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Electric trains ( from Converting 3 phase to single phase )

Discussion in 'Electrics UK' started by bernardgreen, 15 Jul 2019.

  1. bernardgreen

    bernardgreen

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    The 25 kV overhead supply for electric train traction is single phase.....

    Does this mean the supply to Network Rail's power feeders is a single phase supply from the local electrical supply network which would create a significant un-balance in the local network.

    Even if it is a "single" phase derived from two network phases there will be un-balance between the phases.

    Or does the system take energy balanced across three pahses and then convert that energcy to a single phase supply to the overhead 25 kV ?
     
  2. aptsys

    aptsys

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    As far as I know, the network is split into sections with the transformers across different phases. SVCs are used to stabilise the network.
     
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  3. aptsys

    aptsys

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    See image attached. Insulating sections are inserted where the supply is going to be fed from a different set of phases. Most of the transformers can be remotely switched between any of the two phases as needed.
     

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  4. bernardgreen

    bernardgreen

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    upload_2019-7-15_8-53-53.png

    Impliies a single phase transformer.

    I have e-mailed the question to Siemens who aare installing the local feeder station.

    Partly for my own interest but also because a lady living close to the railway asked me " Will the light flicker when a train goes past ? "

    I don't think they will flicker as the DNO will almost certainly require that the supply to Network Rail traction is a dedicated supply and not taken from any part of the local network
     
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  5. aptsys

    aptsys

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    Yes, single phase transformer, but each is fed from different phases, and the output of which is separated by insulating sections on the overhead centenary wires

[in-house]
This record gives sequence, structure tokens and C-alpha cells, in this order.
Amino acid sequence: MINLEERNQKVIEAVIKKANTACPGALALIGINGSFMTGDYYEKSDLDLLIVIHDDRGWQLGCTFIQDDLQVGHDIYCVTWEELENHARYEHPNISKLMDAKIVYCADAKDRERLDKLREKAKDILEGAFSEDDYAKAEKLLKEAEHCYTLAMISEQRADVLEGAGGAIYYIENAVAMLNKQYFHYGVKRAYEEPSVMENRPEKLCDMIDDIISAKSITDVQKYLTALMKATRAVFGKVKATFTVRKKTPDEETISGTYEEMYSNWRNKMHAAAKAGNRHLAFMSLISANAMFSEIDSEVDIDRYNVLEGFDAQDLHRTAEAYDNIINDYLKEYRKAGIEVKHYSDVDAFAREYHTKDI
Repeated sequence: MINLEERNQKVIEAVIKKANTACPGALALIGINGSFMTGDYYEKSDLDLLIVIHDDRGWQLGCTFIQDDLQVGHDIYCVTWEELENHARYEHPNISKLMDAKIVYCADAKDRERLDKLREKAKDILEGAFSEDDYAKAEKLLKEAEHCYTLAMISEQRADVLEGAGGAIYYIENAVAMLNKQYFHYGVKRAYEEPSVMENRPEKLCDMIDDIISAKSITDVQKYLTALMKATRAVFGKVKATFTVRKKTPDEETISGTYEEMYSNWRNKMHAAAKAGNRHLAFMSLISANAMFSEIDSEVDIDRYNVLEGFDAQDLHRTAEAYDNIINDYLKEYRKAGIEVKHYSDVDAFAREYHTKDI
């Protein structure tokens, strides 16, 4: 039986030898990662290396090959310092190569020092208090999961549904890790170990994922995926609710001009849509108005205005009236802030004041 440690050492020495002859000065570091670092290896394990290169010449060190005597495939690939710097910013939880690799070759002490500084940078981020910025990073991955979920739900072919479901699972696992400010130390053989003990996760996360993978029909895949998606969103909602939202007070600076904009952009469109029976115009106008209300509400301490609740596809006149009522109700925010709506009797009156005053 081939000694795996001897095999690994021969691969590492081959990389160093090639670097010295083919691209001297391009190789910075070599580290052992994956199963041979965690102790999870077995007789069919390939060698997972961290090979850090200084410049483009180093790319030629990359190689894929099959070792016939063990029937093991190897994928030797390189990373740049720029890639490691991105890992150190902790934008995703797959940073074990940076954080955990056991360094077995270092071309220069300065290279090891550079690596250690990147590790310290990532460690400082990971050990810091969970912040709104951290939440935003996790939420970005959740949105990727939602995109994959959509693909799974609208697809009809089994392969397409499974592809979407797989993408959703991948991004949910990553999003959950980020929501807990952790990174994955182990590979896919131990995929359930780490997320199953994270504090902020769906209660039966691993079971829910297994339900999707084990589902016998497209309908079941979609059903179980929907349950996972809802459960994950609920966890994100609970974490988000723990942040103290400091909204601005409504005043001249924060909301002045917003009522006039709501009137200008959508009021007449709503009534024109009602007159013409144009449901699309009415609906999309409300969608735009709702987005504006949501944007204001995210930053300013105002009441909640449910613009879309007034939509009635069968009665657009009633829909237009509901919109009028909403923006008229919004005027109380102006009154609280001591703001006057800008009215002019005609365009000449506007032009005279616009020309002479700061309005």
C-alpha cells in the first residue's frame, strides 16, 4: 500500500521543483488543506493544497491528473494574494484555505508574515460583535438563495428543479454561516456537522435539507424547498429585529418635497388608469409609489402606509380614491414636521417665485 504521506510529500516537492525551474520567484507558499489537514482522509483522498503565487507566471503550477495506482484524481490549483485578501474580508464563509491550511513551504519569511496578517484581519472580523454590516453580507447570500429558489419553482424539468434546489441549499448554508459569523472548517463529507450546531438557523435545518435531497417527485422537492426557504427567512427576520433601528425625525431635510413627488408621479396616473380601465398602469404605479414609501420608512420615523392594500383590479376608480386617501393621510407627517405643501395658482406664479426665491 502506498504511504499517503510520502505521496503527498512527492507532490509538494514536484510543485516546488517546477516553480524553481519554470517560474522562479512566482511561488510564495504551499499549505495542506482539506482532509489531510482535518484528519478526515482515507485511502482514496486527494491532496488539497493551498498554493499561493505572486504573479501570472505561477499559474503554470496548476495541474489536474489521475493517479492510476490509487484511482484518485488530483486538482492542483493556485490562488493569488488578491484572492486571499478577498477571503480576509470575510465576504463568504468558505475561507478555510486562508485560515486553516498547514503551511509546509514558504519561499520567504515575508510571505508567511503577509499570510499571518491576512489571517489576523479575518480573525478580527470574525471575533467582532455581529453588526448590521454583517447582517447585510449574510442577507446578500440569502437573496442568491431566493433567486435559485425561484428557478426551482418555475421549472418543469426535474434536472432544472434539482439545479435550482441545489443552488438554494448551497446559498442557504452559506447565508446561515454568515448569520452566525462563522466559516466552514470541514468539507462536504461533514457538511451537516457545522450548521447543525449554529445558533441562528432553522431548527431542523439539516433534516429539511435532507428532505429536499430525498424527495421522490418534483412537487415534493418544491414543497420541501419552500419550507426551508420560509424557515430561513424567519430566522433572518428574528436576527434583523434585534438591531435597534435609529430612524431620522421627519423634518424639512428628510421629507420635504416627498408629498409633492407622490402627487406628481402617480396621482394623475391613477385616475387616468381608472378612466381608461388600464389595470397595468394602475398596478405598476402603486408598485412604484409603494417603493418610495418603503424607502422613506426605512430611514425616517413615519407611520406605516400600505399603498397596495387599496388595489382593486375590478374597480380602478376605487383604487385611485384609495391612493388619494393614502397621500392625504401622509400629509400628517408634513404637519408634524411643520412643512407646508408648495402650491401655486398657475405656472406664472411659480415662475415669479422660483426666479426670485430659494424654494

6. Jackrae

    Jackrae

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    Excuse me being pedantic but your 100 year-old wires are actually "catenary wires"
     
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  7. IJWS15

    IJWS15

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    There was once a three phase locomotive built. The supply phases were connected in catenary and the two running rails.

    IIRC It was the Swiss, probably a man called “Brown” of Brown Boveri later ABB following merger with ASEA.

    Now on the original post think about how the train travels from one phase to the next, on load switching of the 25kv without drawing an arc at (in the UK) speeds of up to 150 mph. Look up Vacuum Circuit Breaker.
     
  8. Jackrae

    Jackrae

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    About 25 to 30 years ago, whilst driving north on the M74 in the very early hours of a dry and freezing winter's morning (pre dawn) I was overtaken by an electric passenger train. The whole train glowed with St Elmo's fire. A unique experience that I'll never see again.
     
  9. bernardgreen

    bernardgreen

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    A passenger train on the M74, ? Reminds me of the station anouncement. The train standing on platform 4 will be the nine thirty service to London. if the driver can get it off the platform and back onto the track"
     
  10. mfarrow

    mfarrow

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    Sometimes the TNO will install load sharing equipment on site (though I’m not entirely sure what this consists of) to balance out a 2-phase supply across 3 phases.

    400kV is generally the norm now unless not available. 132kV was the maximum possible when the original networks were installed from the 60s to 90s.
     
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